If the release arm is still easy to move, other than the free play, they I'd say you have buggered the pressure plate. Even if you can get it to pop back out I wouldn't like to rely on it having enough pressure to grip the friction plate against the flywheel adequately.

Paul Hunt


Thanks for the input. I removed the slave completely and found that when I pushed on the clutch pedal nothing comes out of the rubber hose. Put the slave back on. Not having a helper available I used the vacuum bleeder to pull fluid through the bleed screw. Will have to wait until Thursday when my LA is back from school trip to Europe and get her to pump the pedal. I will try the reverse bleed then.

Should I be able to push the clutch lever by hand. I can't budge it with out either a large adjustable wrench or a ratchet strap. Seems like a lot of force is required. I really hate the thought of pulling the engine to replace the clutch.

K Hawkins


You can't push the clutch lever by hand, there is too much resistance. Remember that force is there to connect the engine to the wheels.

Herb Adler

I don't like vacuum bleeders, it's as likely to pull air in past the seals as it is fluid down from the master, especially the clutch slave which has a flat seal and not the type that fits over the piston as on the rear brakes.

Your leg pushes the pedal about six inches, the slave pushes the release arm by about 1/2". To move the release arm directly you would need 12 times the force that your leg applies to the pedal.

Get all the air out of the system and the required 1/2" to 5/8" travel of the slave push-rod first, then you will know whether you have to dig into the clutch itself. Until you get the required travel you are wasting your time with anything else. However if the slave moves the release arm with the clutch pedal, but doesn't return with the clutch pedal, and successive pumps of the pedal push the piston out of the end of the slave (as it will), then you do need to dig in to the clutch.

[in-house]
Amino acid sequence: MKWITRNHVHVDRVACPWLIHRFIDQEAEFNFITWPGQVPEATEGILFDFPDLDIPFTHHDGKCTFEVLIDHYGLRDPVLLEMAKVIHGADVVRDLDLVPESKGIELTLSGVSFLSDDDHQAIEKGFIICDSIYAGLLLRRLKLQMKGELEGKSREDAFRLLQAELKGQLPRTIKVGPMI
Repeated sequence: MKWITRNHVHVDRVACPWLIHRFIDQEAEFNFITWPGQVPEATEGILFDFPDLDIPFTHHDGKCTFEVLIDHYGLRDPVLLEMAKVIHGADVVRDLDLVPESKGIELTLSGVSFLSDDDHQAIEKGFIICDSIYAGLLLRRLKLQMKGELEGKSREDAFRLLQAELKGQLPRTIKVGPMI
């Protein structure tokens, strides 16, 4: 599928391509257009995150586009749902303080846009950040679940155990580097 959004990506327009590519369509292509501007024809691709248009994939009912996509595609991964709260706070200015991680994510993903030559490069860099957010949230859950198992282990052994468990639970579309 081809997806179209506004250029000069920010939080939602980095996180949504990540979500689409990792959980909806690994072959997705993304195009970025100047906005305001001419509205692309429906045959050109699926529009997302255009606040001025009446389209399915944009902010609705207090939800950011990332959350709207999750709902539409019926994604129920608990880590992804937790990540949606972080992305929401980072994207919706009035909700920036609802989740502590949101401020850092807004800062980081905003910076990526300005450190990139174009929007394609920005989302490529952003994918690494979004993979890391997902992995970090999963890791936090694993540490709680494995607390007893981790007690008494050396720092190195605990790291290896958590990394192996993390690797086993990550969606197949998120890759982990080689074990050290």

Paul Hunt


When reverse bleeding by gently pushing down on the brake should the clutch pedal be fully down?
K Hawkins

After the whole system has been apart it is difficult to get all the air out without pressure bleeding - use about 20 - 30 psi. As the pipe goes uphill from the master cyl it traps air and pushing fluid with one pump is not enough to get it right down to the bleed nipple. If you can not pressure bleed then fill it up and then bleed with a few pumps to get fluid into the slave cyl then close bleed nipple, give about 20 quick pumps on the pedal & then leave for about an hour. then do it again - sometimes it needs another go. Quick pumps aerate the fluid in the system & the air in the fuid in the master lets itself out of the fluid whilst waiting. Have used this method many times - particularly on midgets.
J G Bagnall

"When reverse bleeding by gently pushing down on the brake should the clutch pedal be fully down?"

No, that will block the bypass port in the master so you wouldn't be able to push anything backwards. It's why the clutch hydraulics develop pressure when the pedal *is* operated.
Paul Hunt

My LA is back. Had her pumping the clutch and determined that the new master cylinder is not creating any pressure at all now. I must have damaged it some how. I had thought that might have happened when I could not get any resistance at all. I put a kit in the old MC and will try that.
K Hawkins

This thread was discussed between 07/07/2013 and 18/07/2013